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Full-Text Articles in Law

Simplified Courts Can't Solve Inequality, Colleen F. Shanahan, Anna E. Carpenter Jan 2019

Simplified Courts Can't Solve Inequality, Colleen F. Shanahan, Anna E. Carpenter

Faculty Scholarship

State civil courts struggle to handle the volume of cases before them. Litigants in these courts, most of whom are unrepresented, struggle to navigate the courts to solve their problems. This access-to-justice crisis has led to a range of reform efforts and solutions. One type of reform, court simplification, strives to reduce the complexity of procedures and information used by courts to help unrepresented litigants navigate the judicial system. These reforms mitigate but do not solve the symptoms of the larger underlying problem: state civil courts are struggling because they have been stuck with legal cases that arise from the ...


Trusting The Courts: Redressing The State Court Funding Crisis, Michael J. Graetz Jan 2014

Trusting The Courts: Redressing The State Court Funding Crisis, Michael J. Graetz

Faculty Scholarship

In recent years, state courts have suffered serious funding reductions that have threatened their ability to resolve criminal and civil cases in a timely fashion. Proposals for addressing this state court funding crisis have emphasized public education and the creation of coalitions to influence state legislatures. These strategies are unlikely to succeed, however, and new institutional arrangements are necessary. Dedicated state trust funds using specific state revenue sources to fund courts offer the most promise for adequate and stable state court funding.


Legal Reform: China's Law-Stability Paradox, Benjamin L. Liebman Jan 2014

Legal Reform: China's Law-Stability Paradox, Benjamin L. Liebman

Faculty Scholarship

In the 1980s and 1990s, China devoted extensive resources to constructing a legal system, in part in the belief that legal institutions would enhance both stability and regime legitimacy. Why, then, did China’s leadership retreat from using law when faced with perceived increases in protests, citizen complaints, and social discontent in the 2000s? This law-stability paradox suggests that party-state leaders do not trust legal institutions to play primary roles in addressing many of the most complex issues resulting from China’s rapid social transformation. This signi½es a retreat not only from legal reform, but also from the rule-based model ...


(Anti)Canonizing Courts, Jamal Greene Jan 2014

(Anti)Canonizing Courts, Jamal Greene

Faculty Scholarship

Within U.S. constitutional culture, courts stand curiously apart from the society in which they sit. Among the many purposes this process of alienation serves is to “neutralize” the cognitive dissonance produced by Americans’ current self-conception and the role our forebears’ social and political culture played in producing historic injustice. The legal culture establishes such dissonance in part by structuring American constitutional argument around anticanonical cases: most especially “Dred Scott v. Sandford,” “Plessy v. Ferguson,” and “Lochner v. New York.” The widely held view that these decisions were “wrong the day they were decided” emphasizes the role of independent courts ...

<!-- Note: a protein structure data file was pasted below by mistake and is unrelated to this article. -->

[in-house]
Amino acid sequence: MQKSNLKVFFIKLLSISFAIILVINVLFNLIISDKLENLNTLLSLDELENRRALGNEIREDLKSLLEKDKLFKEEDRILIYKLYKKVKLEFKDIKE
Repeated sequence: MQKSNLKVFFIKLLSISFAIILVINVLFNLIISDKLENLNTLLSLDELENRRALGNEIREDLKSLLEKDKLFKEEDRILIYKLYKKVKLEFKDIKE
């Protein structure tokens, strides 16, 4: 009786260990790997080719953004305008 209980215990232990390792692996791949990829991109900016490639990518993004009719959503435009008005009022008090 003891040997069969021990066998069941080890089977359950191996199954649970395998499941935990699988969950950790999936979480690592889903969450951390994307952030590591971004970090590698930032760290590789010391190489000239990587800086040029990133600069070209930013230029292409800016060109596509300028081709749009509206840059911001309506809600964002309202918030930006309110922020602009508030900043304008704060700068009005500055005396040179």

Energy Policy: Past Or Prologue?, Michael J. Graetz Jan 2012

Energy Policy: Past Or Prologue?, Michael J. Graetz

Faculty Scholarship

The United States was remarkably complacent about energy policy until the Arab oil embargo of 1973. Since then, we have relied on unnecessarily costly regulations and poorly designed subsidies to mandate or encourage particular forms of energy production and use. Our presidents have quested after an elusive technological “silver bullet.” Congress has elevated parochial interests and short-term political advantages over national needs. Despite the thousands of pages of energy legislation enacted over the past four decades, Congress has never demanded that Americans pay a price that reflects the full costs of the energy they consume. Given our nation’s economic ...


The Contradictions Of Juvenile Crime & Punishment, Jeffery Fagan Jan 2010

The Contradictions Of Juvenile Crime & Punishment, Jeffery Fagan

Faculty Scholarship

Juvenile incarceration in the United States is, at first glance, distinctly different from its adult counterpart. While some juvenile facilities retain the iconic aesthetic of adult incarceration – orange jumpsuits, large cellblocks, uniformed guards, barbed wire, and similar heavy security measures – others have trappings and atmospherics more reminiscent of boarding schools, therapeutic communities, or small college campuses. These compact, benign settings avoid the physical stigmata of institutional life and accord some autonomy of movement and intimacy in relations with staff. They also give primacy to developmentally appropriate and therapeutic interventions.